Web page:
Al-Ahram Weekly   Al-Ahram Weekly
2 - 8 December 1999
Issue No. 458
Published in Cairo by AL-AHRAM established in 1875 Issues navigation Current Issue Previous Issue Back Issues

 
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MPs sit-in the dock

By Gamal Essam El-Din

Following three hours of intensive contacts, three MPs, currently standing trial in a four-year judicial saga known as the loan deputies case, decided to end a sit-in they had staged inside the dock on Monday to protest an order that hearings be adjourned because of a legal technicality, reports Gamal Essam El-Din. For them, the postponement meant that they would remain behind bars for several more months.

The rare sit-in, which lasted for three hours, ended after security forces, who besieged the dock, informed the deputies that the chairman of the Court of Appeals had ordered that court hearings be resumed next week.

The initial decision to postpone hearings was taken after Hassib El-Batrawi, chairman of the State Security Court hearing the case, died last week of a heart attack. On Sunday, El-Batrawi was replaced by a new chief justice, Mohamed Abdel-Wahab, who ordered the following day that hearings be postponed indefinitely.

Speaking for the jailed deputies, a tearful Khaled Mahmoud, MP for the Delta governorate of Beheira and a contracting businessman, asserted that the chief justice's order meant that a final court verdict should not be expected in the near future. According to Mahmoud, the trial was in its final stage and El-Batrawi was about to hand down the final verdict. "But now, the postponement means that the trial would not reopen until further notice. We have been in custody for more than 26 months pending a trial which has yet to open," said Mahmoud. For their part, lawyers for the defendants asked for the deputies' release. Following three hours of negotiations conducted under the supervision of the chief of Cairo's security department, it was decided that the court hearings be resumed next week.

The death of El-Batrawi was the last in a series of dramatic incidents taking place since the case unfolded in the summer of 1995. A trial opened in January 1997 and lasted for over two years, with 32 suspects facing charges of misappropriation of public funds involving more than LE1 billion. Last summer, however, the trial was interrupted after prosecutors pressed additional charges, ranging from profiteering to facilitating the illegal acquisition of public funds. Following six weeks of intensive interrogations, Mohsen Sobhi, a tough investigating magistrate, ordered in August that 25 suspects -- out of a total of 32 -- be put on a new trial before another bench of the Supreme State Security Court. He also decided that 15 suspects be taken into custody. The defendants include four MPs, 19 businessmen and eight bankers. Four suspects, however, went out of circulation. They include Ibrahim Aglan, an MP for the Delta governorate of Beheira (who later turned himself in), and three bankers: Aleyya El-Ayyouti, Hossam El-Manawi and Ashraf Labib. One suspect, Mohamed Hussein Saleh, manager of the National Group of Tourism Investments, died last year.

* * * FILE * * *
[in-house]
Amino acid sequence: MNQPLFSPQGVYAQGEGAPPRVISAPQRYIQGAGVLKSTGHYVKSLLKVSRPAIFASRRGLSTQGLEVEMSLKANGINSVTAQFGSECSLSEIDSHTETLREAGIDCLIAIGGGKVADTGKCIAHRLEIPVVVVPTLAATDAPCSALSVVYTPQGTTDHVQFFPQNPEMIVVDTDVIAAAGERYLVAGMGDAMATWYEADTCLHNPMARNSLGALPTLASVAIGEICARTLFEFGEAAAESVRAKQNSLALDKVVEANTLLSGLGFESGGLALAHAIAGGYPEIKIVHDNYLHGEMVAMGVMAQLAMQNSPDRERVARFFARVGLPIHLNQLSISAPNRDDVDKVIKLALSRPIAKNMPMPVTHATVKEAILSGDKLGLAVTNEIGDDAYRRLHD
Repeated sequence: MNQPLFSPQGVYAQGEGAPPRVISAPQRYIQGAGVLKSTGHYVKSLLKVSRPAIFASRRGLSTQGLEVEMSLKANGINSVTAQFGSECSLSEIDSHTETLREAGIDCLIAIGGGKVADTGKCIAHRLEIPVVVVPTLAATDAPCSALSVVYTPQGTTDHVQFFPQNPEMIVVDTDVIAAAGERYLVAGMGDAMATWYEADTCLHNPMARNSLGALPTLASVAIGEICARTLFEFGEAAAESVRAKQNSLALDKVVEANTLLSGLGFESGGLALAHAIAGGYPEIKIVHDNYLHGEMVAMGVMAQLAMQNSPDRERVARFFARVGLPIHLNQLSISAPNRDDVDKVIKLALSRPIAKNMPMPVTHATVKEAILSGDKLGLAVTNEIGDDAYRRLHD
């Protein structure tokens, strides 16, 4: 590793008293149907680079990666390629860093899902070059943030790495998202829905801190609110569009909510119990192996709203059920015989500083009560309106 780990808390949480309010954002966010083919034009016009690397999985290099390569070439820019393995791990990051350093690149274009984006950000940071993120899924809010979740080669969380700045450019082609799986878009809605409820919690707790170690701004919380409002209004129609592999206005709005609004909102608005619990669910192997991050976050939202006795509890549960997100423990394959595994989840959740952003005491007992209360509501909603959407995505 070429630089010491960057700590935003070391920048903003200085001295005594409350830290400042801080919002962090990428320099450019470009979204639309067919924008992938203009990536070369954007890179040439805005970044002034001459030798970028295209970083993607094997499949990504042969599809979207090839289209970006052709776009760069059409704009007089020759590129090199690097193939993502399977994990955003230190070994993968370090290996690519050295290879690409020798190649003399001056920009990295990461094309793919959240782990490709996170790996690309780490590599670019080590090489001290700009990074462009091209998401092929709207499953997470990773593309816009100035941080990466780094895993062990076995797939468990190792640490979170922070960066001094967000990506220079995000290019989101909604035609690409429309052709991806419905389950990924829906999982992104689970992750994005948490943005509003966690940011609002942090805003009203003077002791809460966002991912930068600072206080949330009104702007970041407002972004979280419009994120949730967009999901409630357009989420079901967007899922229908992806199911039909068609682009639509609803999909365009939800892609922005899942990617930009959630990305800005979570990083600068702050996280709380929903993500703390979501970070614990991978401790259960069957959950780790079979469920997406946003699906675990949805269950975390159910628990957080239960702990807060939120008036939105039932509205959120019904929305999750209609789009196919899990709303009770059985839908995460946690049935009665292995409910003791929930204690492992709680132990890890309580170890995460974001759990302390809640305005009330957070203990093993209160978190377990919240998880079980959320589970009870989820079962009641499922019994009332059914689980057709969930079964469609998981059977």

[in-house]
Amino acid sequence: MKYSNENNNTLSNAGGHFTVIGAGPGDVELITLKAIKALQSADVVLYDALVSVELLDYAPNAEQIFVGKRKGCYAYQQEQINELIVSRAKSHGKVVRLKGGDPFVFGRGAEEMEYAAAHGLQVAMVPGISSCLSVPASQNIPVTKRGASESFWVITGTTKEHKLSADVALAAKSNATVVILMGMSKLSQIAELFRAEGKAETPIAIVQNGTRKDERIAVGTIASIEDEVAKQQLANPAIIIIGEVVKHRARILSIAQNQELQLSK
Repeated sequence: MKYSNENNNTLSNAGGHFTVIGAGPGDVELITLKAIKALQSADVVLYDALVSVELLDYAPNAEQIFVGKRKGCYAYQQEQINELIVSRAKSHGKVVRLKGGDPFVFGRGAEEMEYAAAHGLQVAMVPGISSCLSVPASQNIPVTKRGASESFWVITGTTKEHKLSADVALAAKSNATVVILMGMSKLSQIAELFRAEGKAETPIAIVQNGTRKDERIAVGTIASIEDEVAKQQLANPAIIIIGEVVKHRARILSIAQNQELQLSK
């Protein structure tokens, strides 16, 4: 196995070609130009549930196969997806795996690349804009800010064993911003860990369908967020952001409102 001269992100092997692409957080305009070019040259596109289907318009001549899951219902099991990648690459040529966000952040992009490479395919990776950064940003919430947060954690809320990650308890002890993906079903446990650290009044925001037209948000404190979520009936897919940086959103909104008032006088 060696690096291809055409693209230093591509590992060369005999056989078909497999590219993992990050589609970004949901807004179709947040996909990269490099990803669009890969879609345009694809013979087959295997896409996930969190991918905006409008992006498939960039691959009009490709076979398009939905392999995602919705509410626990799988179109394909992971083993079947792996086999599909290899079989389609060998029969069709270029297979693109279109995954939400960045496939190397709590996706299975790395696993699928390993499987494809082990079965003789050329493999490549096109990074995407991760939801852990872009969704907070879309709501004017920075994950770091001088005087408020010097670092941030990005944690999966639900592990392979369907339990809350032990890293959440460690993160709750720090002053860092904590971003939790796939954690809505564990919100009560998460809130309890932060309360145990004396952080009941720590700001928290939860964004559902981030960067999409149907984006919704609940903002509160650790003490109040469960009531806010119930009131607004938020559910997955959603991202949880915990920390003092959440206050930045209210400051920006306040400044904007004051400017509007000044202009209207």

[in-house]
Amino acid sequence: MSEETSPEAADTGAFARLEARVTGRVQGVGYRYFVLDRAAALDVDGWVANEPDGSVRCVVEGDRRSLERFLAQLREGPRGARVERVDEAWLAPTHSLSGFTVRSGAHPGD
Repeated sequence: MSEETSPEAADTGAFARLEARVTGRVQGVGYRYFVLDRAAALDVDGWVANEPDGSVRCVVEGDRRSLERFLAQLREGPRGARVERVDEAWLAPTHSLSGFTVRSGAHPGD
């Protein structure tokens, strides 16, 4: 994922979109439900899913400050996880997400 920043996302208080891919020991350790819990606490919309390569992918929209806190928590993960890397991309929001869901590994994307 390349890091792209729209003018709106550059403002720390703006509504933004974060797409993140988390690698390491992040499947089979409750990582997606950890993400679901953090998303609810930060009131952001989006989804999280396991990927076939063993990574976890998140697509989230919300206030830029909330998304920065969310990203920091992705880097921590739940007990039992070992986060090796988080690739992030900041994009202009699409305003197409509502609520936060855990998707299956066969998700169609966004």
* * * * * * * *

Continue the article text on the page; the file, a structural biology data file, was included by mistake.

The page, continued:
Four of the defendants' lawyers also died and Samir Abul-Maati, chairman of the State Security Court which was in charge of the case in its first stage, broke his leg in a car accident in which his wife was killed.

El-Batrawi, who was suffering from arteriosclerosis, was advised by doctors to undergo heart surgery, but he insisted on completing court hearings first, declaring that he was near the end. One of the defendants' lawyers asserted that El-Batrawi had told him he was keen on delivering a verdict very soon, "because I'm sure that the suspects standing behind bars are innocent."

El-Batrawi, a controversial chief justice, came into the public eye last July when he opened court hearings in a libel lawsuit brought by Agriculture Minister Youssef Wali against three journalists and a cartoonist with the pro-Islamist bi-weekly Al-Shaab newspaper. In August, El-Batrawi ordered the maximum penalty against the Al-Shaab journalists. Each was condemned to two years' imprisonment and fined LE20,000.

Several press reports agreed that with El-Batrawi in charge, the trial of the loan deputies proceeded at a fast pace.

El-Batrawi's death was preceded by another big surprise last week. Ibrahim Aglan, a loan deputy who disappeared last August to evade questioning by the judge, decided to hand himself over to the court. Aglan, a member of the board of the Commercial Bank of Daqahliya (CBD), is charged with cooperating with five members of CBD's board in facilitating the illegal acquisition of as much as LE463.3 million in loans for around 22 companies and eight businessmen, most of them involved in real estate investments. El-Batrawi surprised everyone in the courtroom when he ordered that Aglan be freed.

The court listened last week to the lawyers defending Tawfik Abdou Ismail, an MP for the Daqahliya governorate and ex-minister of tourism. He is charged with profiteering from his previous post as CBD's board chairman by providing huge credit facilities to MPs Mahmoud Azzam and Khaled Mahmoud and other businessmen. Ismail's lawyers asserted that the accusations against him are entirely unfounded. "These credit facilities are part of ordinary banking practices and by no means go against accepted regulations," Ismail's lawyer said.

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